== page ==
WATCH: Obama eulogizes John Lewis

Rep. John Lewis was “forceful vision of freedom,” said former President Barack Obama in the eulogy he gave at the Democratic congressman and civil rights activist’s funeral on Thursday.

The funeral was held in Atlanta, Georgia at Ebenezer Baptist Church, a historical African American sanctuary that dates back 134 years and where the Rev. Martin Luther King Jr.’s funeral was held in 1968. In addition to Obama, former U.S. presidents Bill Clinton and George W. Bush as well as hundreds of mourners attended to pay their respects to the son of Alabama sharecroppers who become a civil rights icon.

As a teenager having experienced firsthand the indignity of legalized segregation, Lewis was inspired to join the civil rights movement after hearing King speak on the radio. In 1960, Lewis took part in a sit-in at a “whites-only” lunch counter in Nashville, Tennessee, which led to the first of his many arrests for protesting segregation. Lewis spent his 21st birthday in jail the following year for protesting the segregation of a local movie theater.

President Barack Obama hugs Rep. John Lewis, D-Ga. after his introduction during the event to commemorate the 50th Anniversary of Bloody Sunday and the Selma to Montgomery civil rights marches, at the Edmund Pettus Bridge in Selma, Ala., March 7, 2015. (Official White House Photo by Pete Souza)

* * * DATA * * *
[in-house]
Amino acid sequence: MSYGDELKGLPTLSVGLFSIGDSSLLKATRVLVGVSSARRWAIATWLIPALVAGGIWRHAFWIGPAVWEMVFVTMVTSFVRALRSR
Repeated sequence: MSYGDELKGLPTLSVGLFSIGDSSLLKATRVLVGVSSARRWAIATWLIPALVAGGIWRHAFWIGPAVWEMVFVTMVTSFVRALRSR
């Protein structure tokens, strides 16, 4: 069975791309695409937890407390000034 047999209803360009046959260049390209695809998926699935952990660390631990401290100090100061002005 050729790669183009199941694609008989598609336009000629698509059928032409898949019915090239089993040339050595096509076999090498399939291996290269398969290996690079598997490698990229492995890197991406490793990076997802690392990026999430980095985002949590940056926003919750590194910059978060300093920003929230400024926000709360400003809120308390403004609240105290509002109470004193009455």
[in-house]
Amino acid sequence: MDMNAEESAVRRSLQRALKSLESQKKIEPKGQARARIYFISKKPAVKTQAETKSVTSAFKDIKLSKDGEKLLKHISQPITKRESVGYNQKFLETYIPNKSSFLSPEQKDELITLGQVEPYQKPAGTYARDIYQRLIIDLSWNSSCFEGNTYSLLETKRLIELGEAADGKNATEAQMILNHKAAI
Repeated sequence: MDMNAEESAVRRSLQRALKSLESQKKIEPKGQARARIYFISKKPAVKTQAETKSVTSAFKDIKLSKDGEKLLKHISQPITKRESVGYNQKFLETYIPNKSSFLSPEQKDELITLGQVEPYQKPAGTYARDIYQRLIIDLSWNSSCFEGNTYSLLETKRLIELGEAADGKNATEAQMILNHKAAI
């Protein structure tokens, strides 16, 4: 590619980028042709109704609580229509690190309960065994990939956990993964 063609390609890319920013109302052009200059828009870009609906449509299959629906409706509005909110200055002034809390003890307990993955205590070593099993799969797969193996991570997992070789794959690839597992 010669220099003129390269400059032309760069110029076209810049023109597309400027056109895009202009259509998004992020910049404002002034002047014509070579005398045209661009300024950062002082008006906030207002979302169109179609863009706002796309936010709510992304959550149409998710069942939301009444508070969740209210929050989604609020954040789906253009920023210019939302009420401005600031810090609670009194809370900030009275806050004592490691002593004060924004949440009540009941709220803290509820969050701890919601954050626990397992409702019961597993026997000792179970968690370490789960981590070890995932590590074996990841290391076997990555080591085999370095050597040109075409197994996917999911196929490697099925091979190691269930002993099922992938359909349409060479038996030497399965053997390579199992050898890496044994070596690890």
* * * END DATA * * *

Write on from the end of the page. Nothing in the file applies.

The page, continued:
Soon after, the young activist helped found the Student Nonviolent Coordinating Committee, a reflection of his nonviolent principles regarding civil disobedience. Lewis rode on the buses of the 1961 Freedom Rides, an organized movement that carried out the Supreme Court decision to desegregate interstate transportation. Two years later, he joined the Big Six, a group of men leading the March on Washington to advocate for the civil and economic rights of African Americans. Lewis suffered many injuries from objectors and law enforcement during demonstrations including during “Bloody Sunday” in Selma, Alabama, when state troopers brutally attacked protesters on the Edmund Pettus Bridge. Lewis suffered a cracked skull and a concussion and nearly died.

Lewis first ran for Congress in 1977, but was unsuccessful. In 1981, Lewis ran for the Atlanta City Council and won by a large majority. In 1986, he ran again for the House of Representatives, where he served Georgia’s Fifth District for 34 years. He quickly became one of the most liberal voices in Congress, but encouraged political realignment by working with prominent Republicans on various civil issues. His most recognizable achievements include the reauthorization of the 1965 Voting Rights Act and the induction of the National Museum of African American History and Culture on the National Mall. Lewis was awarded the Presidential Medal of Freedom by Obama in 2011.

Lewis died on July 17 at the age of 80 from pancreatic cancer. He is survived by his son and six brothers and sisters.



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